gypsum mortar

gypsum mortar

A plastic mixture of gypsum, water, and often sand; can be troweled in the plastic state; hardens in place when the water it contains evaporates.
McGraw-Hill Dictionary of Architecture and Construction. Copyright © 2003 by McGraw-Hill Companies, Inc.
References in periodicals archive ?
Analysing gypsum mortar connecting that slab to the bedrock allowed them to determine its age, dating it to 335-345 AD.
"The Use of Gypsum Mortar in Historic Buildings," Structural Repair and Maintenance of Historic Buildings, II, ed C.A.
The ancient Egyptian workers had sealed off the chamber with a gypsum mortar that protected the wood from water, oxygen and bacteria--the principal elements of decay.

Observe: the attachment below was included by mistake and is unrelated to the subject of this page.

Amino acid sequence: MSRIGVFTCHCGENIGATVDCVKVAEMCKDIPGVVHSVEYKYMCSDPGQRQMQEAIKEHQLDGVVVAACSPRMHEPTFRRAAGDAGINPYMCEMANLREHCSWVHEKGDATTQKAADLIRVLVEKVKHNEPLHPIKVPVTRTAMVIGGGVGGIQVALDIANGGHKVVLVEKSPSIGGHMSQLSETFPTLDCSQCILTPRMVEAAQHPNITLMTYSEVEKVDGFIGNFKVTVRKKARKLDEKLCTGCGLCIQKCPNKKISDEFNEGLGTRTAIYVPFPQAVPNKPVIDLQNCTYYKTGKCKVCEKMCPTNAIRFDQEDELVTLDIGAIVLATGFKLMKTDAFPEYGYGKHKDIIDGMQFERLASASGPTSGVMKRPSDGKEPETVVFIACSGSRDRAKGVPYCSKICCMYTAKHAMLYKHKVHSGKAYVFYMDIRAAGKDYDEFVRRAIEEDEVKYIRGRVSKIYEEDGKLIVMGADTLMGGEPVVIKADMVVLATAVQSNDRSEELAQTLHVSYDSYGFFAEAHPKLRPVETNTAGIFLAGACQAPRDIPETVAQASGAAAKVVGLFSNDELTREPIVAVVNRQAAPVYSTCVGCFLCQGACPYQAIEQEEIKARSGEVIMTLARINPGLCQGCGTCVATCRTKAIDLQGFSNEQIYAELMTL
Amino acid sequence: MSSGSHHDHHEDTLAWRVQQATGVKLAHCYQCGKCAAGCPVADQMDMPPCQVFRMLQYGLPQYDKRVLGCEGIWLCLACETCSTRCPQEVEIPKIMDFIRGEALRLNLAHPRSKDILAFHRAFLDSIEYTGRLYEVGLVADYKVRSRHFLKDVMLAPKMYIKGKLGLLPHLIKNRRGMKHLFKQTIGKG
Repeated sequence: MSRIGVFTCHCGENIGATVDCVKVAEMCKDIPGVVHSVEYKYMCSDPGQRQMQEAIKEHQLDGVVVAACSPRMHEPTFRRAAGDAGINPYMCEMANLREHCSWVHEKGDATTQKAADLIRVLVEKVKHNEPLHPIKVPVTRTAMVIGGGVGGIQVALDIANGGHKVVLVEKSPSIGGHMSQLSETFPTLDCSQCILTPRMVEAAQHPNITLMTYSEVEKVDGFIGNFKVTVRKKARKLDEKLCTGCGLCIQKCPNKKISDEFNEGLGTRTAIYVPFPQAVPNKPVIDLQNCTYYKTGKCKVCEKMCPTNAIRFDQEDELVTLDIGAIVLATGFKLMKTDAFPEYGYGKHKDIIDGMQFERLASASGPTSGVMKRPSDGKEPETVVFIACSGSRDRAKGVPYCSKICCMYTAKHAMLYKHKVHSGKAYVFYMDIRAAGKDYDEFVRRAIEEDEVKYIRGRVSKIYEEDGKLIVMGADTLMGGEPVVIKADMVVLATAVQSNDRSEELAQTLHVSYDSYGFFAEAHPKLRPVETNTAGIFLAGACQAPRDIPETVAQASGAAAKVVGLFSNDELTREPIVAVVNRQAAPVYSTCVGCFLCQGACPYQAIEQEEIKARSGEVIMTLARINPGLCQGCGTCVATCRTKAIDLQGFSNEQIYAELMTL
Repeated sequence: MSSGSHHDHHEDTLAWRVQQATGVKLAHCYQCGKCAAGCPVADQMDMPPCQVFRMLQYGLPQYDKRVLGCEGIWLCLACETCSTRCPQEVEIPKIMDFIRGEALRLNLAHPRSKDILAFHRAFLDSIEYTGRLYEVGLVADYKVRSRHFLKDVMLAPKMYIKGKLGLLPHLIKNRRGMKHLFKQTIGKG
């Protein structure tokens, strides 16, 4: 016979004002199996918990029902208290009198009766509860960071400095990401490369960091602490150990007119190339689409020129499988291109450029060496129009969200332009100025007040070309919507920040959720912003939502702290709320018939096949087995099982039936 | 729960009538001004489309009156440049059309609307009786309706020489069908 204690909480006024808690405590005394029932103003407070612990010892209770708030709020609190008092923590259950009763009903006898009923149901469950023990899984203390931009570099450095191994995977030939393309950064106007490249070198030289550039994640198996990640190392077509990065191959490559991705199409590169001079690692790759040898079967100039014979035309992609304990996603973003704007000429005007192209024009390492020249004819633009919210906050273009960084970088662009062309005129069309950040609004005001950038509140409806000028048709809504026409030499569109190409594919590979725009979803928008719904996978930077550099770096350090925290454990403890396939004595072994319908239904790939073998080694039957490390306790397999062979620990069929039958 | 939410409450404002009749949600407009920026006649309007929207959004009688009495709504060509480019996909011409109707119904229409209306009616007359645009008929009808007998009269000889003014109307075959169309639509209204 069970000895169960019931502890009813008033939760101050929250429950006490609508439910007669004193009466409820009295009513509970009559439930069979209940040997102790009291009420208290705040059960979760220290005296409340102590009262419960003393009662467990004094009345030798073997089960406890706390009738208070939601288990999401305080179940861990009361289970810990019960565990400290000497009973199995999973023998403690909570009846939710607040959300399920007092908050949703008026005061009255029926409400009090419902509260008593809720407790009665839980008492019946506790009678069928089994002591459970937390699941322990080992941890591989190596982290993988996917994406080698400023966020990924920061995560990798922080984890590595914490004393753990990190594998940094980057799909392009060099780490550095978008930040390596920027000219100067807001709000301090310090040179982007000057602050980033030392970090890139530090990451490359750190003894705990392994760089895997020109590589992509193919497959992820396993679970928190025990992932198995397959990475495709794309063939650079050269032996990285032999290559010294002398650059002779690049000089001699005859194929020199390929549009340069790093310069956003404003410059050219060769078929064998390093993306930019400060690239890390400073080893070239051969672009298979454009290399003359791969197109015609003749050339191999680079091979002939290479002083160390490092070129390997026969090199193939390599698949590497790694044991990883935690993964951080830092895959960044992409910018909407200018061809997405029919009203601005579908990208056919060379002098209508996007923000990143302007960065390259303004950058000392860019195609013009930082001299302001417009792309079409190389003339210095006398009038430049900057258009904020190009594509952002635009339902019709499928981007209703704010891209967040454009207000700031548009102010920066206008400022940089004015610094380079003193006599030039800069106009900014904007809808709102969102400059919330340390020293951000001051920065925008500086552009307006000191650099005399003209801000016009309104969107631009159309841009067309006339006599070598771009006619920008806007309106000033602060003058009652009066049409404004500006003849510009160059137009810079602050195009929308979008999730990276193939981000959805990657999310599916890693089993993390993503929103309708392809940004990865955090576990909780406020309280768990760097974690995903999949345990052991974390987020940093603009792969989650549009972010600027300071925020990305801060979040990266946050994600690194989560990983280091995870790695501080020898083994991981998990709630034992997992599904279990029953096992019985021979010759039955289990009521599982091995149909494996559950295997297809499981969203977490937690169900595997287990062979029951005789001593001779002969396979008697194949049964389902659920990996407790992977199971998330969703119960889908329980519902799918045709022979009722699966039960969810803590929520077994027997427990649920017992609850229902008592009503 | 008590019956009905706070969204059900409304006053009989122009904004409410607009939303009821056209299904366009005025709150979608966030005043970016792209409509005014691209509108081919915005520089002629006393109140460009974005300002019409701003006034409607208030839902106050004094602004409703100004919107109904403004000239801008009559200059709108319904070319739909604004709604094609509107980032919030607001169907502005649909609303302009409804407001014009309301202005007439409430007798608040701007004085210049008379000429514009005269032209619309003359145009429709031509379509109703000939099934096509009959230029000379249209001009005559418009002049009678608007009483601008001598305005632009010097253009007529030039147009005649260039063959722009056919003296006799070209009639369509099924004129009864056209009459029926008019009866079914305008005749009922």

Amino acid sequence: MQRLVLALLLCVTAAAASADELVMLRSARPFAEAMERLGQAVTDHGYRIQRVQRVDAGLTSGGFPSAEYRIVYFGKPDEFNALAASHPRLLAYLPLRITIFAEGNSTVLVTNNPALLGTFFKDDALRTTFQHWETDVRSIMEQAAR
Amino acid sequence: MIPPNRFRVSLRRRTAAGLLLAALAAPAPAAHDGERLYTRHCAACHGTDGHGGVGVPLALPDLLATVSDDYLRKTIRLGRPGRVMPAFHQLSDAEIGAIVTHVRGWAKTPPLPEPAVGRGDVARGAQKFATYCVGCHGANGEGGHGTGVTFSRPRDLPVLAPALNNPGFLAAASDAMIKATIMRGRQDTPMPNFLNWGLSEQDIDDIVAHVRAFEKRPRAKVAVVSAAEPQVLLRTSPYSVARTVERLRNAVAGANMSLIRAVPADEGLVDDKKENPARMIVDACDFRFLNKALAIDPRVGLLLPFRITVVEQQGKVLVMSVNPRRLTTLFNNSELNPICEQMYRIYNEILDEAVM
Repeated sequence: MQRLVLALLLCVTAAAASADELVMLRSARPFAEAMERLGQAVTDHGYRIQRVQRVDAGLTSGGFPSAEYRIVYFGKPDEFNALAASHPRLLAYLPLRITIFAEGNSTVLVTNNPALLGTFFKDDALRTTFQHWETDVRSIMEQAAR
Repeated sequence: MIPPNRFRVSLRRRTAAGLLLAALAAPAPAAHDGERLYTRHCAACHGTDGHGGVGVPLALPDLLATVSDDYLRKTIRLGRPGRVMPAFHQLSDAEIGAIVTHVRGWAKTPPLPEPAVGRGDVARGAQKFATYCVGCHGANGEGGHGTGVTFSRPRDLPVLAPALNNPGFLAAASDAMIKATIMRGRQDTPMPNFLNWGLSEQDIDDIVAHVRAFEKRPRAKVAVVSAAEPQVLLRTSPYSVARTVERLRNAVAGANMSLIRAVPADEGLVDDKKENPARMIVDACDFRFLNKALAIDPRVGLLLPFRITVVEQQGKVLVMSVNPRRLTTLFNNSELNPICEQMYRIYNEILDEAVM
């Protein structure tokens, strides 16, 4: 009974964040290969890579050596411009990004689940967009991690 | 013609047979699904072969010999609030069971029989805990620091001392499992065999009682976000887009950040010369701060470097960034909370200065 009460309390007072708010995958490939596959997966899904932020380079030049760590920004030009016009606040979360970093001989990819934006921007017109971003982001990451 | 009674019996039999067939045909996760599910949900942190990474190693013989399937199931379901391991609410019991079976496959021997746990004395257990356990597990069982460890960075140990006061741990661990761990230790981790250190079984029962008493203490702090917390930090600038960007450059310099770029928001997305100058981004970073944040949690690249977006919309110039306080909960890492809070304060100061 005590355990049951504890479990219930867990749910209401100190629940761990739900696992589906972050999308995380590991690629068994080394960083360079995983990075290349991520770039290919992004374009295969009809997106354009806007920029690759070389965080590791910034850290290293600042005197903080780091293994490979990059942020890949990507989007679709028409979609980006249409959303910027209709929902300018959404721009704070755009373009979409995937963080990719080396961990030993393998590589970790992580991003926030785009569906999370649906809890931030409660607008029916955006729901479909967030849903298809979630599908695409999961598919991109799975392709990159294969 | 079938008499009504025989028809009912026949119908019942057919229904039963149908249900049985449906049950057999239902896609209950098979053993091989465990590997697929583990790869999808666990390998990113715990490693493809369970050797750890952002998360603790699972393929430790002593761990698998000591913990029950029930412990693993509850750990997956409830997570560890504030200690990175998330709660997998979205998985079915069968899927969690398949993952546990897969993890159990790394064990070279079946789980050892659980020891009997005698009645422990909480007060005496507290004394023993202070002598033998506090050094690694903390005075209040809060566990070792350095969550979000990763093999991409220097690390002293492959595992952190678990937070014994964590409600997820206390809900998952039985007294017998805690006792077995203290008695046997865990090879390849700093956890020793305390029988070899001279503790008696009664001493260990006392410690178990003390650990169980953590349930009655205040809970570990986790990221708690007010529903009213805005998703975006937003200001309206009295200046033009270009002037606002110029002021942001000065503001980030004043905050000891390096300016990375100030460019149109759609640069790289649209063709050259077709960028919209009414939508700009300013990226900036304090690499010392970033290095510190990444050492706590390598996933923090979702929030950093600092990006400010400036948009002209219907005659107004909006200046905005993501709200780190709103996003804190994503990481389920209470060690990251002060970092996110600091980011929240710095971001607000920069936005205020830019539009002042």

The gypsum mortar used by the ancient Egyptians to seal both chambers is a crack-filling agent that expands when wet, says Rogers.
Evidence of monumental ashlar walls has also been revealed in a series of gypsum mortar setting beds for large stone blocks.
Extensive evidence for monumental ashlar walls was revealed in a series of gypsum mortar setting beds for large stone blocks, most likely robbed out during the Early Byzantine period (6th-7th century AD) for construction of the Christian basilicas across the way at Agios Georgios, the Antiquities Department said.
Braganca, "Influence of incorporation phase change materials, PCM, granulates on workability, mechanical strength and aesthetical appearance of lime and gypsum mortars," Architecture Civil Engineering Environment--The Silesian University of Technology, vol.